I commented on a post that brought to light, the fact that, using the cell fill-handle to “shoot” a formula down a column doesn’t always work when the adjacent column(s) have blank cells. So I decided to share some Excel VBA code that’s used to copy a formula down to the bottom of a column of data.

The situation is depicted below. Cell C2 is active, and has the formula =B2+A2. I want to copy it down to the rest of the column in this data range. However, cells B6 and B11 are empty, along with countless others below the visible table range. (Pretend this data table is huge.)

Here is some VBA code that will Fill Down the formula.

Sub FillDownFormula()

'''''''''''''''''''''''''''''''''''''''''''''''''''''''''''''

' Filldown a formula for in column of data.

' Assumes a data table with headings in the first row,

' the formula in the second row and is the active cell.

'''''''''''''''''''''''''''''''''''''''''''''''''''''''''''''

Dim rng As Range

Dim rngData As Range

Dim rngFormula As Range

Dim rowData As Long

Dim colData As Long

```
```' Set the ranges

Set rng = ActiveCell

Set rngData = rng.CurrentRegion

' Set the row and column variables

rowData = rngData.CurrentRegion.Rows.Count

colData = rng.Column

`' Set the formula range and fill down the formula`

Set rngFormula = rngData.Offset(1, colData - 1).Resize(rowData - 1, 1)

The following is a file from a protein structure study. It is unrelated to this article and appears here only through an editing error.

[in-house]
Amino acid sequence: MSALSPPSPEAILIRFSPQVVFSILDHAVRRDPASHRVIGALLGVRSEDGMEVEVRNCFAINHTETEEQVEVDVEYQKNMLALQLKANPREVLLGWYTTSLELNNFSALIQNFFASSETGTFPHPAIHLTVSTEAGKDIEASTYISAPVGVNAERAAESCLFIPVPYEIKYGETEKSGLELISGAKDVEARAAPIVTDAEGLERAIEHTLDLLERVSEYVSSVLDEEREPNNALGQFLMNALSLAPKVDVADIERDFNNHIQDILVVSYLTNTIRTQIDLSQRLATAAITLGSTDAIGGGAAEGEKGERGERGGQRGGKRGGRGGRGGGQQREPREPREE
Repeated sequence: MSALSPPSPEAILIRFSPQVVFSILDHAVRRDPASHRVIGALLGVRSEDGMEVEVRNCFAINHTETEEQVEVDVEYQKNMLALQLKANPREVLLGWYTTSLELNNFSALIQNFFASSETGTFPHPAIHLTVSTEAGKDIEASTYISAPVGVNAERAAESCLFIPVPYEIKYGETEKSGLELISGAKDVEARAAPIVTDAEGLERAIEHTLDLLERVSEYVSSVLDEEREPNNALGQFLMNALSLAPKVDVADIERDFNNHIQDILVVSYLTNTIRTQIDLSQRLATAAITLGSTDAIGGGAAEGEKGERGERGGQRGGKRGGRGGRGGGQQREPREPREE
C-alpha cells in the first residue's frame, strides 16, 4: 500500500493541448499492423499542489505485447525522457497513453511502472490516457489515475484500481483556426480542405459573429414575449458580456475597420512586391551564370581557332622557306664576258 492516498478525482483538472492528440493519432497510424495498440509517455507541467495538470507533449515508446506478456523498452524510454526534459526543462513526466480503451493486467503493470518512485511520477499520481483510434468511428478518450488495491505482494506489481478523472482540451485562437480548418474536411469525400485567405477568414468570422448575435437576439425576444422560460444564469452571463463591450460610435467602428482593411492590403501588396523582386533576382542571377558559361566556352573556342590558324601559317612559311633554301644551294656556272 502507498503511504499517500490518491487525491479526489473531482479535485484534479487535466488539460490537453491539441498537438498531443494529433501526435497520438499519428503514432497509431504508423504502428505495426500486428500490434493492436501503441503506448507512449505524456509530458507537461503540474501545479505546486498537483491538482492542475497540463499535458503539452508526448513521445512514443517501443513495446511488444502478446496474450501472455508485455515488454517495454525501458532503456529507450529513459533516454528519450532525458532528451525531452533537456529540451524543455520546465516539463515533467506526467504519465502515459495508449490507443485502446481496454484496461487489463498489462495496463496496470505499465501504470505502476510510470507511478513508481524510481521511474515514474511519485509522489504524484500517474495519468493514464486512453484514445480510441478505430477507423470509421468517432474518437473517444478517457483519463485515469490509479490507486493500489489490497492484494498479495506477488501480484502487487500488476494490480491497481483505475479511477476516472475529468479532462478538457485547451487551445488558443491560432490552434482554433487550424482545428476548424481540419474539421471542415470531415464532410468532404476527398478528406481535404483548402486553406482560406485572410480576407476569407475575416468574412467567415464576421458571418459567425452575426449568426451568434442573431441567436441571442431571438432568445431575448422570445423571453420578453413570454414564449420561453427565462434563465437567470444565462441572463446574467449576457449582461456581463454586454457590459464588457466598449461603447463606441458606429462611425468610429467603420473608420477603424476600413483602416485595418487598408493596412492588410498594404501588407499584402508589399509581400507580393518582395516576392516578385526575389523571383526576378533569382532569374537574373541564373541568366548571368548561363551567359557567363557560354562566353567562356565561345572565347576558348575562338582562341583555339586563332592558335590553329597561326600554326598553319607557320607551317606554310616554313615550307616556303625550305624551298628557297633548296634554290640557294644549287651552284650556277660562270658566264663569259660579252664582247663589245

rngFormula.FillDown

End Sub

The key is setting the formula range (rngFormula). I take the entire region of data (rngData) and offset by 1 row because I don’t want the header row, then I resize the rows in the range by subtracting 1 from the total number of rows because I now need one less row in the range.

Next I offset the entire range by the row number of the active cell, but have to subtract one column because I offset from column 1, not column 0. And finally I resize the data range to 1 column, which gives me the single-column range I want with the formula in the top row.

The routine does no error checking and is restricted to using the active cell that has a formula. But it does the trick given those limitations.

Dennis TaylorThings work differently in Excel 2010 for Windows (but not in Excel 2011 for the Mac).

When you double-click to copy cell content in Excel 2010, Excel looks to see if the data in adjacent columns to the left extend downward beyond the empty cell in the adjacent column, and if so, copies cell contents downward past the empty cells to the bottom of the data in the adjacent cells.

But if you are still working with Excel on the MAC or Excel 2007 and before, another workaround is to hide the adjacent column(s) to the left that have empty cells in them. Double-clicking the fill handle works off the first visible column to the left.

GregoryI didn’t know you could hide an adjacent column like that. Nice tip.